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Can your beverage selections impact diabetes outcomes?

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Can your beverage selections impact diabetes outcomes?

In a recent study published in BMJ, researchers investigate how the consumption of varied kinds of beverages impacts the incidence of heart problems (CVD) and mortality amongst patients with type 2 diabetes.

Study: Beverage consumption and mortality amongst adults with type 2 diabetes: prospective cohort study. Image Credit: nednapa / Shutterstock.com

Background

Recent estimates indicate that over 500 million adults throughout the world have diabetes. Individuals with type 2 diabetes are at a better risk of comorbidities comparable to CVD and premature mortality.

The glycemic management in type 2 diabetes patients depends largely on dietary interventions. Nevertheless, dietary guidelines and suggestions applicable to most people may not be relevant for people with type 2 diabetes. Thus, evaluating the impact of dietary components comparable to beverages on mortality rates and disease outcomes in type 2 diabetes patients is crucial.

Different beverages’ effects on health outcomes rely on the sugar content and other constituents within the beverages. Meta-analyses have reported that consumption of beverages with low sugar content, comparable to water, coffee, and low-fat milk, is related to a lower incidence of CVD, obesity, mortality, and kind 2 diabetes in the overall population.

Comparatively, beverages sweetened with sugar have been linked to a rise within the incidence of those diseases. Nevertheless, the impact of individual beverage consumption on the incidence of CVD or mortality amongst individuals diagnosed with type 2 diabetes stays unclear.

Concerning the study

In the current study, researchers use data from one study on a prospective cohort of female nurses between the ages of 30 and 55 years and one other cohort study on male health professionals between the ages of 40 and 75 years initiated in 1976 and 1986, respectively. The info comprised detailed information on aspects related to weight loss program, lifestyle, disease status, and medical history.

Participants diagnosed with type 2 diabetes at baseline or throughout the follow-up period were included within the study. Those with type 1 diabetes, cancer, or CVD at baseline or before being diagnosed with type 2 diabetes at follow-up were excluded.

A food frequency questionnaire, which was administered at intervals of two to 4 years, was used to find out beverage intake of the participants.

The frequency and kind of beverages consumed were queried, including sugar-sweetened beverages, artificially sweetened beverages, tea, coffee, low-fat milk, fruit juices, and water. Sugar-sweetened drinks included caffeinated and noncaffeinated colas, carbonated beverages, and non-carbonated drinks comparable to lemonades and other fruit.

The first evaluated end result was all-cause mortality, while secondary outcomes included the incidence of CVD and mortality. Mortality was reported by next of kin, and the international classification of diseases, ninth revision codes were used to categorise the explanation for mortality as CVD, cancer, or other causes. Non-fatal and fatal stroke and coronary heart disease, in addition to surgery for coronary artery bypass grafts, were included in incident CVD.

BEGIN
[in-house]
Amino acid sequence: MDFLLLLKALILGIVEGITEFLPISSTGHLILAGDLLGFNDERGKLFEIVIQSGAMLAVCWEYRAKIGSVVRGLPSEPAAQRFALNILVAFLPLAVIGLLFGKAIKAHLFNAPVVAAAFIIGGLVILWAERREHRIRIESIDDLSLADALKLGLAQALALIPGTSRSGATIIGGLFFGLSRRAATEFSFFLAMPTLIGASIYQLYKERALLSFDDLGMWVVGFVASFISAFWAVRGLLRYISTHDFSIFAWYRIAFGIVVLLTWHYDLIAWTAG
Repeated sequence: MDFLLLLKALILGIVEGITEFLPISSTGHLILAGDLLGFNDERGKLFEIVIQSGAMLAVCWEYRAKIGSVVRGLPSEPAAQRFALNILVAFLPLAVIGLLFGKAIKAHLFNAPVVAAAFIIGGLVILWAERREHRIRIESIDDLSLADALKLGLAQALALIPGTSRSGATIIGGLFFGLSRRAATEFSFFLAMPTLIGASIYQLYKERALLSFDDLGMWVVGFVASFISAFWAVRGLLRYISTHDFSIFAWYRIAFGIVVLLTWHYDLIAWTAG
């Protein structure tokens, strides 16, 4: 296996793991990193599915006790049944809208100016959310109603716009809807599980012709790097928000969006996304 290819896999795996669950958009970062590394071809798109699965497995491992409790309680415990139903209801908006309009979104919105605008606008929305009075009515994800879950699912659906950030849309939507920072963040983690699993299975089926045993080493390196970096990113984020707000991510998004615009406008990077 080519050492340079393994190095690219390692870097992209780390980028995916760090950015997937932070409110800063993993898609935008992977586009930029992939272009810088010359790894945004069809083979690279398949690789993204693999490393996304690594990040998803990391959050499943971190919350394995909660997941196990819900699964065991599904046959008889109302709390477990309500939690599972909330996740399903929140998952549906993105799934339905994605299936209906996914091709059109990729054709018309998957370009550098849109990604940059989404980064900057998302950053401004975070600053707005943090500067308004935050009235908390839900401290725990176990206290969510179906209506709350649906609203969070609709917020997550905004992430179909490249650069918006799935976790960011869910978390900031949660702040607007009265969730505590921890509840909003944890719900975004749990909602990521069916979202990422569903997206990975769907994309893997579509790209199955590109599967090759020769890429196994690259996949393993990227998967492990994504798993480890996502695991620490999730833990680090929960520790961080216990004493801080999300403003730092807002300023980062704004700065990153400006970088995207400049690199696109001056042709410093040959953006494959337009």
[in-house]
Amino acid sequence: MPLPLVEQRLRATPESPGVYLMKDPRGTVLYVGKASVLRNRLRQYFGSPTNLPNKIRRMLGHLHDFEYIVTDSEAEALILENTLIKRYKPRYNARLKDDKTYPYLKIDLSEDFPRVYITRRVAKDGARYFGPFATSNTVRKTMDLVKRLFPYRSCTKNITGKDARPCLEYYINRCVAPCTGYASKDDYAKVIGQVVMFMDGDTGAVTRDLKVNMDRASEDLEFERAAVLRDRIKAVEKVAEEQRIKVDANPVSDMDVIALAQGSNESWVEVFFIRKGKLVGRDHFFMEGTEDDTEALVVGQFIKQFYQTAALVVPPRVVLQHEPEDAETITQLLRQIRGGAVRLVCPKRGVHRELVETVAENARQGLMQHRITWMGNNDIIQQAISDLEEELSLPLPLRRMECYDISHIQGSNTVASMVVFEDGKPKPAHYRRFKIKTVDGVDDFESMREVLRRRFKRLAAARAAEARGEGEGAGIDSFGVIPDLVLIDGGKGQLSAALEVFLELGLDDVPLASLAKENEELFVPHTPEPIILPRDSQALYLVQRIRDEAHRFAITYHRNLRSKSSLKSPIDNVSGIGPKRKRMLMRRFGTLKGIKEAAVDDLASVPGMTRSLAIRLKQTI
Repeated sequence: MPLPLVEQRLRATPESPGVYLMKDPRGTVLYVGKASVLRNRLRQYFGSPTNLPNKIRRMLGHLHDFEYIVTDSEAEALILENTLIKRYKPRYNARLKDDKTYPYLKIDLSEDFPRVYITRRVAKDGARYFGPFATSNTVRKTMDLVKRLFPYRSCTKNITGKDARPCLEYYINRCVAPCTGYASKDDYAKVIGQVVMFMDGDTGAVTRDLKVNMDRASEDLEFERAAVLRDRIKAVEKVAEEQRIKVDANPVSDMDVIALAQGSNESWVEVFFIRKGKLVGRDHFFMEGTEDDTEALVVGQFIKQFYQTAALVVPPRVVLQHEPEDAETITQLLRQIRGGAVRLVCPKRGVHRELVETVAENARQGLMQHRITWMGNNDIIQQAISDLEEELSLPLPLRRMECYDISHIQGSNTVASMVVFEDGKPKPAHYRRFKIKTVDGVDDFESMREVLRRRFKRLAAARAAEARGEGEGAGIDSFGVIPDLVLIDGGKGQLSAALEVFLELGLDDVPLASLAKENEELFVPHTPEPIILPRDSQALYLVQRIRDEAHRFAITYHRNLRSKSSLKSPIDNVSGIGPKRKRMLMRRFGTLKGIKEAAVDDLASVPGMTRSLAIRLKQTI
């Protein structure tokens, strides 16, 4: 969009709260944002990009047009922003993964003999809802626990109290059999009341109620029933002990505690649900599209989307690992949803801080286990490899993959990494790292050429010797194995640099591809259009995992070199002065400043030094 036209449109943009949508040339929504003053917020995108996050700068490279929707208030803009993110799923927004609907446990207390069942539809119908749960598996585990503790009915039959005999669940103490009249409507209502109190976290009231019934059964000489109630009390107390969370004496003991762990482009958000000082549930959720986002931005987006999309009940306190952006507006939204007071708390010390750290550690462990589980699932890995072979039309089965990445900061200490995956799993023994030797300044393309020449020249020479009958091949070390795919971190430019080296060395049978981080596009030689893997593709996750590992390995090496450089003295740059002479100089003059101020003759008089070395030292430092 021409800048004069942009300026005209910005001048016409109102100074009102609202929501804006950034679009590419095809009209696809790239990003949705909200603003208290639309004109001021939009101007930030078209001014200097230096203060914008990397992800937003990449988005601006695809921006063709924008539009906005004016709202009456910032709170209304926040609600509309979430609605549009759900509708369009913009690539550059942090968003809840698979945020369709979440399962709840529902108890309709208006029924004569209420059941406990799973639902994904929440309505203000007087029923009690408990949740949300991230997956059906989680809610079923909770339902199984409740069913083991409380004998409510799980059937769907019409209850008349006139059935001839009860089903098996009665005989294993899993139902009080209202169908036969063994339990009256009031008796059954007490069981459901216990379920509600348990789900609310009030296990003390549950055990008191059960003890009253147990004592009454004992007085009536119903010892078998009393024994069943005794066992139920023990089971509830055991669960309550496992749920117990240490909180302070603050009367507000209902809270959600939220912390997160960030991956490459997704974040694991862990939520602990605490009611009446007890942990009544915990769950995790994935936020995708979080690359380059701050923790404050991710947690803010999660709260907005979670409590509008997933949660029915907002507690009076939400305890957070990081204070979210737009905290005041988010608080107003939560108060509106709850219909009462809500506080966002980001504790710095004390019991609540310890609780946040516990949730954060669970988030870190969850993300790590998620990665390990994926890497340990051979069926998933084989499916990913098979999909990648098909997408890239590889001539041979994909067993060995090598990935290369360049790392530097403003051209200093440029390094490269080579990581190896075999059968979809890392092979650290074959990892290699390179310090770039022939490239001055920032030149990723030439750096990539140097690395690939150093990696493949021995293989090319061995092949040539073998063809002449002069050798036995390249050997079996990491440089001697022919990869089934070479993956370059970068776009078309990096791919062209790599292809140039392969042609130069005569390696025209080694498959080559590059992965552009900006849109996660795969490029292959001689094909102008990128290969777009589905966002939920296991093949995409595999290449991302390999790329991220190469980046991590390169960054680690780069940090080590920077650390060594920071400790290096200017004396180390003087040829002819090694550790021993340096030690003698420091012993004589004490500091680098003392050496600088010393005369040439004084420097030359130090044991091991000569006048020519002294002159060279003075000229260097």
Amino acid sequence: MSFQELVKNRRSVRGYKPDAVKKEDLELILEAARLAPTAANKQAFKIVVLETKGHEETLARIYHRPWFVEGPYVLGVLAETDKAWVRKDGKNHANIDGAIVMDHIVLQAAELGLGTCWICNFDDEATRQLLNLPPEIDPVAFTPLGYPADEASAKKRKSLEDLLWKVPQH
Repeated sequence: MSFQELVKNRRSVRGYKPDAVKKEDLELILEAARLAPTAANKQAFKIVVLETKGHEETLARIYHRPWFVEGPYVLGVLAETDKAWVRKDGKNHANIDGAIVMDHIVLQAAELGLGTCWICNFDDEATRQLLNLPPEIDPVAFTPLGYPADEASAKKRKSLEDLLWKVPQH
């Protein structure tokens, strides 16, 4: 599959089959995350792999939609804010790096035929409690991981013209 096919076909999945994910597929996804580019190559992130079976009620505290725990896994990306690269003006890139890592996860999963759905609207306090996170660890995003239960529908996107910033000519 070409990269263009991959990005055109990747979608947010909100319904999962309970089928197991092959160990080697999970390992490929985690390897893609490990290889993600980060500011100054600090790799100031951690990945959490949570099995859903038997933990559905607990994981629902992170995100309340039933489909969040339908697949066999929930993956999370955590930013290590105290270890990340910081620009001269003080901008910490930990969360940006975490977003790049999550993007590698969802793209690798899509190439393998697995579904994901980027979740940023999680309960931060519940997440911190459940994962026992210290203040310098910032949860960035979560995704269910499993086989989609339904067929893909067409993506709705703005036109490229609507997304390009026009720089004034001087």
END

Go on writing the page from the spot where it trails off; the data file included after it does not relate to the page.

Study findings

An increased intake of beverages sweetened with sugar was related to a better CVD incidence and risk of all-cause mortality, while the consumption of water, tea, coffee, and low-fat milk had an inverse association with all-cause mortality. Similarly, a rise within the consumption of tea and occasional after the diagnosis of type 2 diabetes was linked to a significantly lower incidence of all-cause mortality.

The all-cause mortality pooled hazard ratios were 1.20, 0.96, 0.98, 0.79, 0.74, 0.77, 0.88, and 1.20 for sugar-sweetened beverages, artificially sweetened beverages, fruit juice, tea, coffee, water, low-fat milk, and full-fat milk, respectively. Hazard ratio patterns were similar for CVD incidence, with a greater likelihood of CVD and mortality related to higher consumption of sugar-sweetened beverages with hazard ratios of 1.25 and 1.29, respectively.

The danger of all-cause mortality and CVD incidence was lower for people who replaced sugar-sweetened beverages, artificially sweetened beverages, full-fat milk, and fruit juices with water, tea, or coffee after being diagnosed with type 2 diabetes.

Conclusions

The outcomes suggest that individual beverages have various associations with the danger of all-cause mortality and CVD in type 2 diabetes patients.

A high intake of beverages sweetened with sugar or artificial sweeteners increased the all-cause mortality rate and the incidence and mortality related to CVD. Replacing these beverages with plain water, tea, or coffee reduced the all-cause mortality risk.

Taken together, these findings highlight the importance of healthy beverage selections in managing type 2 diabetes.

Journal reference:

  • Ma, L., Hu, Y., Alperet, D. J., et al. (2023). Beverage consumption and mortality amongst adults with type 2 diabetes: prospective cohort study. BMJ 381. doi:10.1136/bmj2022073406

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